As Internet shoppers know, online sales taxes have been a legal gray area since the Internet was first invented. Amazon.com
Now, 24 states are joining together to adopt a uniform policy on daily deals sites like Groupon
An unfavorable tax policy would affect the pure-play Groupon more than companies such as Google or Amazon, for which deals are a small portion of their business, or discount travel sites like Expedia
So far the group of states has agreed that taxes should not be collected when the deal is purchased, but when the coupon is exchanged for the respective good or service. With average sales tax rates nationwide near 10%, the difference in being taxed on half the normal rate or the full rate amounts to a 5% fee over the purchase.
Expecting merchants to tax a consumer at the full rate seems odd when shoppers using store-produced coupons only pay taxes on what they spend.
Amazon's resistance to collecting taxes may serve as a warning for Groupon, as online shoppers are particularly price-sensitive, and daily deal hunters tend to be even more so. Reviewers on Yelp
Interestingly, a study discovered a negative correlation between Groupon offers and Yelp ratings. On average, researchers from Boston University and Harvard found that consumers who mentioned "Groupon" or "coupon" in their review gave an average rating 10% lower than their peers. The experimenters speculated the cause could be that Groupon users are more critical, or that there was a poor fit between the merchants' businesses and the new customers.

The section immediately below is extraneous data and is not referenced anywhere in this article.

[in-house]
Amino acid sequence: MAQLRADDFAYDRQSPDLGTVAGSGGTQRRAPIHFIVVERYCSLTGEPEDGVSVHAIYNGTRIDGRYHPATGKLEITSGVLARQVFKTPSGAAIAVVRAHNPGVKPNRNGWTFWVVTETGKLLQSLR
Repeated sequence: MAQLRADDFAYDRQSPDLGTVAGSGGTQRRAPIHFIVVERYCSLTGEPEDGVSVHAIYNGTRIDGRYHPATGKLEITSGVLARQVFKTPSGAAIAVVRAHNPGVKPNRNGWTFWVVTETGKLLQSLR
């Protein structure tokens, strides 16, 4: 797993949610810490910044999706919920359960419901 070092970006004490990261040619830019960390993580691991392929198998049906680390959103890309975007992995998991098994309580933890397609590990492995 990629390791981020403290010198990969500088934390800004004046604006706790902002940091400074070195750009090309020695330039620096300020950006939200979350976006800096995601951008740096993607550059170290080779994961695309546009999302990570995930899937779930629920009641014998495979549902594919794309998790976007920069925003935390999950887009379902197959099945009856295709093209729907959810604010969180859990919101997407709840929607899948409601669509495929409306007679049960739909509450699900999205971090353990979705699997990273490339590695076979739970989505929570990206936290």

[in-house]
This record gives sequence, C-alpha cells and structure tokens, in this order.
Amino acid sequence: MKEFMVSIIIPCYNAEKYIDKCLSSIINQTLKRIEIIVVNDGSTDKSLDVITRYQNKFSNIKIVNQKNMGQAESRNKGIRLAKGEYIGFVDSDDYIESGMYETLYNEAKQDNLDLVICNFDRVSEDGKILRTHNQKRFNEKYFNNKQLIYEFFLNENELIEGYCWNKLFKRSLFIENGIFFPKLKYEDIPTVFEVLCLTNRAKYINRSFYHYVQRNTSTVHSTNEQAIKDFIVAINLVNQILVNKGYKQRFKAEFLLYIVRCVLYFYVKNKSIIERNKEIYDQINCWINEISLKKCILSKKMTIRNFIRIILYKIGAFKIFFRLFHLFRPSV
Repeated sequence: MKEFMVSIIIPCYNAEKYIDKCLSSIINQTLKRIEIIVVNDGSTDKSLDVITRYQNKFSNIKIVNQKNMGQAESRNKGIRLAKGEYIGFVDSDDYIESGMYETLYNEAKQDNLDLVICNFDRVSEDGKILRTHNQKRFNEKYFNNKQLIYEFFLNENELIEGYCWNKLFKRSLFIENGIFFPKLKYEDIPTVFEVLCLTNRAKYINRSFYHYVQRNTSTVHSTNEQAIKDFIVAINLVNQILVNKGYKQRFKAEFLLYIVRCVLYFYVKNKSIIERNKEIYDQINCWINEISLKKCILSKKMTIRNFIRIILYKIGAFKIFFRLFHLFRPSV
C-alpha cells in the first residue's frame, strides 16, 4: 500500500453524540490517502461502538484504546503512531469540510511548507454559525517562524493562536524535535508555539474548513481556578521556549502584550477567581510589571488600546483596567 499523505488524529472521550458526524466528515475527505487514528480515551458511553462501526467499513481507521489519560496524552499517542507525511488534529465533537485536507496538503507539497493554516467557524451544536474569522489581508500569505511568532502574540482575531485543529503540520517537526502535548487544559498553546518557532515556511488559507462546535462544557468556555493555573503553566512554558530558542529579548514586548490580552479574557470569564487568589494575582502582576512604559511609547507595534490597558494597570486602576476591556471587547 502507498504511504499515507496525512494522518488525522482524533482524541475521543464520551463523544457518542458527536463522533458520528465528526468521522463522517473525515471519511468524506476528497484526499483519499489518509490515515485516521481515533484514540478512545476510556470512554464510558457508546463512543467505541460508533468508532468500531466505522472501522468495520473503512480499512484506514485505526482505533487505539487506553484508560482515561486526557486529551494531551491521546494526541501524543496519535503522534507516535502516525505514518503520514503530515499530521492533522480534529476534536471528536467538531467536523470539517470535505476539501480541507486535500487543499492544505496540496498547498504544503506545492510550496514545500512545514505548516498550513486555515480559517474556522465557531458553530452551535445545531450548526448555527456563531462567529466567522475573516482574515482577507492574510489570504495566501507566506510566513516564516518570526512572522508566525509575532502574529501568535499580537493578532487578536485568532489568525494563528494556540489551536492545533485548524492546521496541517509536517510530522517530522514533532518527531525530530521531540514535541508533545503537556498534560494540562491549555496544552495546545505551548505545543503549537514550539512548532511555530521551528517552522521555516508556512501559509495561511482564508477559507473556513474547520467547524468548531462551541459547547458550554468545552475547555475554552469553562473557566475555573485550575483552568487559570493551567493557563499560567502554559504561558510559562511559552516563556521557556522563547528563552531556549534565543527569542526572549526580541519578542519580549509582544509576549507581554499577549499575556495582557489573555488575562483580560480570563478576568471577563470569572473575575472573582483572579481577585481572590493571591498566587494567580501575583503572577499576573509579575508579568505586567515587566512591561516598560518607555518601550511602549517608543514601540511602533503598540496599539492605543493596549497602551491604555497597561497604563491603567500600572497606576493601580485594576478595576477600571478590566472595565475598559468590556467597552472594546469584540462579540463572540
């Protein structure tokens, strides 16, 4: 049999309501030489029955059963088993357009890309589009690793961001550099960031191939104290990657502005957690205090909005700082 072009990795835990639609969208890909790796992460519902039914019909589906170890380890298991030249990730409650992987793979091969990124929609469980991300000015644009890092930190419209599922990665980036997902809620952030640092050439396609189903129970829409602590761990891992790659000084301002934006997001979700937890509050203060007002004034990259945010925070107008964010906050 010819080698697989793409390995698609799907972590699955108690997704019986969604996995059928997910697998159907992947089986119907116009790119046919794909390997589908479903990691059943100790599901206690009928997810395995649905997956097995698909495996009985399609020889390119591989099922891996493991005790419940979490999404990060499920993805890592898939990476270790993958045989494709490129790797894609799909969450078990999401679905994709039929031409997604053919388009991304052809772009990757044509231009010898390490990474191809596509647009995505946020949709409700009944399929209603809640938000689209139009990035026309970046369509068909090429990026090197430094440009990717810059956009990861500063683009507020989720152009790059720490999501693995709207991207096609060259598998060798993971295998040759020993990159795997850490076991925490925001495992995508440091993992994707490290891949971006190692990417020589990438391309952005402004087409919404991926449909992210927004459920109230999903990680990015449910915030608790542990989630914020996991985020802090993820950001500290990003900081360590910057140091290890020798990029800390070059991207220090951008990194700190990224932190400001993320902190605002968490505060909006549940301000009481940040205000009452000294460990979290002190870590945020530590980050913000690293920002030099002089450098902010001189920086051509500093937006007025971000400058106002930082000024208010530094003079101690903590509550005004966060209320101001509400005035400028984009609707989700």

State-by-state legal questions have also arisen in other areas of Groupon's deals. In some states, for example, it's illegal to offer discounts on alcohol, though many Groupon merchants do so. Other states require coupons to last five years before expiring, a much longer period than Groupon uses. Sometimes shoppers receive cash back for redeeming coupons for less than their face value.
The group of 24 states could reach a decision as early as late May, when it holds its next meeting. Two of the states in the organization, Kentucky and Iowa, have already issued tax policies similar to California's. In those states, sales tax should be applied to what the consumer pays if the price is listed on the coupon, as it usually is; otherwise, they must pay tax on the full retail price.
Groupon Founder Andrew Mason said five years from now he envisions a much different retail climate guided by smartphones and tablets, but his company is just one of many businesses growing from the mobile revolution. Our experts have found a well-established company with triple-digit sales in mobile that got on the bandwagon early. Learn more about this hot stock in the Fool's special free report: "The Next Trillion Dollar Revolution." You can get your free copy by clicking right here.Fool contributor Jeremy Bowman owns shares of Google but holds no other positions in the companies in this article. The Motley Fool owns shares of Google and Amazon.com. Motley Fool newsletter services have recommended buying shares of priceline.com, Google, and Amazon.com. The Motley Fool has a disclosure policy.
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